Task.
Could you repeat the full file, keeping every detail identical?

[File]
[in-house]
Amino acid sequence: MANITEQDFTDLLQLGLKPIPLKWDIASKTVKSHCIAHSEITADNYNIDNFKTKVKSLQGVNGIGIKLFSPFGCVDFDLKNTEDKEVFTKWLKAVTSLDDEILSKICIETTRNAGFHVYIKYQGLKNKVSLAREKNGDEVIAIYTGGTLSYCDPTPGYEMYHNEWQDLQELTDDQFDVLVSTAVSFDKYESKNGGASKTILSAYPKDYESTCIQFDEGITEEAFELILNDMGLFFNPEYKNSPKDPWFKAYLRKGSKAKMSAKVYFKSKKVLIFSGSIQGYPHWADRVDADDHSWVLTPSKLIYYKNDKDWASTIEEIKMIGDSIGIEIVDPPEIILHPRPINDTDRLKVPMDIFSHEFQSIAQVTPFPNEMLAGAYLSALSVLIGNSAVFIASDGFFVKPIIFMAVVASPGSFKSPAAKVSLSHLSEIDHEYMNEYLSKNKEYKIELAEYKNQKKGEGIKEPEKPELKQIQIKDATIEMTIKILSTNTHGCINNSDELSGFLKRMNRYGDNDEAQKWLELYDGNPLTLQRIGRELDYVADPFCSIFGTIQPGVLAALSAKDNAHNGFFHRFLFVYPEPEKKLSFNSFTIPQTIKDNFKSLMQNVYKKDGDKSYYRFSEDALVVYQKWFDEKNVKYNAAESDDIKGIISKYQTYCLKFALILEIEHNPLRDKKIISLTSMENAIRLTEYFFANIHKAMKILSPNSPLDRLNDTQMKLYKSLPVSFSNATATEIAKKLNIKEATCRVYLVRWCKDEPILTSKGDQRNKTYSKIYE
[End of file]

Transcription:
[in-house]
Amino acid sequence: MANITEQDFTDLLQLGLKPIPLKWDIASKTVKSHCIAHSEITADNYNIDNFKTKVKSLQGVNGIGIKLFSPFGCVDFDLKNTEDKEVFTKWLKAVTSLDDEILSKICIETTRNAGFHVYIKYQGLKNKVSLAREKNGDEVIAIYTGGTLSYCDPTPGYEMYHNEWQDLQELTDDQFDVLVSTAVSFDKYESKNGGASKTILSAYPKDYESTCIQFDEGITEEAFELILNDMGLFFNPEYKNSPKDPWFKAYLRKGSKAKMSAKVYFKSKKVLIFSGSIQGYPHWADRVDADDHSWVLTPSKLIYYKNDKDWASTIEEIKMIGDSIGIEIVDPPEIILHPRPINDTDRLKVPMDIFSHEFQSIAQVTPFPNEMLAGAYLSALSVLIGNSAVFIASDGFFVKPIIFMAVVASPGSFKSPAAKVSLSHLSEIDHEYMNEYLSKNKEYKIELAEYKNQKKGEGIKEPEKPELKQIQIKDATIEMTIKILSTNTHGCINNSDELSGFLKRMNRYGDNDEAQKWLELYDGNPLTLQRIGRELDYVADPFCSIFGTIQPGVLAALSAKDNAHNGFFHRFLFVYPEPEKKLSFNSFTIPQTIKDNFKSLMQNVYKKDGDKSYYRFSEDALVVYQKWFDEKNVKYNAAESDDIKGIISKYQTYCLKFALILEIEHNPLRDKKIISLTSMENAIRLTEYFFANIHKAMKILSPNSPLDRLNDTQMKLYKSLPVSFSNATATEIAKKLNIKEATCRVYLVRWCKDEPILTSKGDQRNKTYSKIYE